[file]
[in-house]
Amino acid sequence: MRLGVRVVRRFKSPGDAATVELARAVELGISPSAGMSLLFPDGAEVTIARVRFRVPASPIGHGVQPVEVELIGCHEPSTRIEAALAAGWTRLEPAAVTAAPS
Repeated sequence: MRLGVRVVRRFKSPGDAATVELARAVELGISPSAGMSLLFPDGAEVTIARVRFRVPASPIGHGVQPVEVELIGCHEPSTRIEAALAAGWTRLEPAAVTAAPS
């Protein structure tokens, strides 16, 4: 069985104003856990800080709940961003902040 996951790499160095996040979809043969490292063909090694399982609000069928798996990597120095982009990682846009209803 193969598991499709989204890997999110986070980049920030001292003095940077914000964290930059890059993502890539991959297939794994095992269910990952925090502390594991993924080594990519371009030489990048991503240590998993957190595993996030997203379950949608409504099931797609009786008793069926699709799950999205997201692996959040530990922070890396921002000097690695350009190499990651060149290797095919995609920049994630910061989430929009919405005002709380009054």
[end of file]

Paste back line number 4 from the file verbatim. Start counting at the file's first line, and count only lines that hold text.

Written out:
């Protein structure tokens, strides 16, 4: 069985104003856990800080709940961003902040 996951790499160095996040979809043969490292063909090694399982609000069928798996990597120095982009990682846009209803 193969598991499709989204890997999110986070980049920030001292003095940077914000964290930059890059993502890539991959297939794994095992269910990952925090502390594991993924080594990519371009030489990048991503240590998993957190595993996030997203379950949608409504099931797609009786008793069926699709799950999205997201692996959040530990922070890396921002000097690695350009190499990651060149290797095919995609920049994630910061989430929009919405005002709380009054």